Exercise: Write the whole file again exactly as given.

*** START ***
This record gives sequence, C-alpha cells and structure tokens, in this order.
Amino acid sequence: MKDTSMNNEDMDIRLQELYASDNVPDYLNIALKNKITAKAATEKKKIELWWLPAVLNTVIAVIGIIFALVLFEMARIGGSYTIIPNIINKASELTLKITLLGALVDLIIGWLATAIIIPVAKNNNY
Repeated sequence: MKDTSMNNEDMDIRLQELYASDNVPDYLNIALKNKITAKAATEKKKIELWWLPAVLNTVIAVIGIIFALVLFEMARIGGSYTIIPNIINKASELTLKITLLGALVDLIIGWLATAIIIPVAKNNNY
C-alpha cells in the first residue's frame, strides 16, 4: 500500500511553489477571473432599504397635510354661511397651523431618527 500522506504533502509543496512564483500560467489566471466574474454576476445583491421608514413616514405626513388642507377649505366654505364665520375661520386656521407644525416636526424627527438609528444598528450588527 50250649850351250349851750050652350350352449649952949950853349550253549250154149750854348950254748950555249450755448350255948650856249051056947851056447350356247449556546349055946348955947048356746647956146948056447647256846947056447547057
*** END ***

This record gives sequence, C-alpha cells and structure tokens, in this order.
Amino acid sequence: MKDTSMNNEDMDIRLQELYASDNVPDYLNIALKNKITAKAATEKKKIELWWLPAVLNTVIAVIGIIFALVLFEMARIGGSYTIIPNIINKASELTLKITLLGALVDLIIGWLATAIIIPVAKNNNY
Repeated sequence: MKDTSMNNEDMDIRLQELYASDNVPDYLNIALKNKITAKAATEKKKIELWWLPAVLNTVIAVIGIIFALVLFEMARIGGSYTIIPNIINKASELTLKITLLGALVDLIIGWLATAIIIPVAKNNNY
C-alpha cells in the first residue's frame, strides 16, 4: 500500500511553489477571473432599504397635510354661511397651523431618527 500522506504533502509543496512564483500560467489566471466574474454576476445583491421608514413616514405626513388642507377649505366654505364665520375661520386656521407644525416636526424627527438609528444598528450588527 50250649850351250349851750050652350350352449649952949950853349550253549250154149750854348950254748950555249450755448350255948650856249051056947851056447350356247449556546349055946348955947048356746647956146948056447647256846947056447547057